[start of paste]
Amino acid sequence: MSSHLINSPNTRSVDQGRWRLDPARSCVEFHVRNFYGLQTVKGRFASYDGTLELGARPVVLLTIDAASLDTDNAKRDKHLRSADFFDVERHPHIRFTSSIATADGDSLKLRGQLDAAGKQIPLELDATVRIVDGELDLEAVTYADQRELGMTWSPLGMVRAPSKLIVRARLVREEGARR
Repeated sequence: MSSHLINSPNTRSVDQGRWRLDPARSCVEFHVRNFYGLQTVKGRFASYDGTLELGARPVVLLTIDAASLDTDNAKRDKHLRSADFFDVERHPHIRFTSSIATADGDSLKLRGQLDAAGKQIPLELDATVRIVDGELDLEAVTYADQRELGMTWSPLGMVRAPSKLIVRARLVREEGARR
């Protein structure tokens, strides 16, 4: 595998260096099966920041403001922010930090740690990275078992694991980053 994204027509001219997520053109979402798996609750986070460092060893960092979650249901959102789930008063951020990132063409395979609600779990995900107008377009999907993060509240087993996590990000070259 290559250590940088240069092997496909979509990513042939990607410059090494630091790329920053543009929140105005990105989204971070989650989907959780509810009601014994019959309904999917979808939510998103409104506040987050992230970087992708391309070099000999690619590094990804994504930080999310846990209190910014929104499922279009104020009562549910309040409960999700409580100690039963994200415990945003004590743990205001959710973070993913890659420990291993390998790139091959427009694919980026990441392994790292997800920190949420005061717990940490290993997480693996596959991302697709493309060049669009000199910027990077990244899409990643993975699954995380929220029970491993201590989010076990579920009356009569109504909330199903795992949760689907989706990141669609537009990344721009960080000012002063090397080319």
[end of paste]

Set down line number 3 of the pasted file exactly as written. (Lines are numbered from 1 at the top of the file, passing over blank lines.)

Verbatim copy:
């Protein structure tokens, strides 16, 4: 595998260096099966920041403001922010930090740690990275078992694991980053 994204027509001219997520053109979402798996609750986070460092060893960092979650249901959102789930008063951020990132063409395979609600779990995900107008377009999907993060509240087993996590990000070259 290559250590940088240069092997496909979509990513042939990607410059090494630091790329920053543009929140105005990105989204971070989650989907959780509810009601014994019959309904999917979808939510998103409104506040987050992230970087992708391309070099000999690619590094990804994504930080999310846990209190910014929104499922279009104020009562549910309040409960999700409580100690039963994200415990945003004590743990205001959710973070993913890659420990291993390998790139091959427009694919980026990441392994790292997800920190949420005061717990940490290993997480693996596959991302697709493309060049669009000199910027990077990244899409990643993975699954995380929220029970491993201590989010076990579920009356009569109504909330199903795992949760689907989706990141669609537009990344721009960080000012002063090397080319």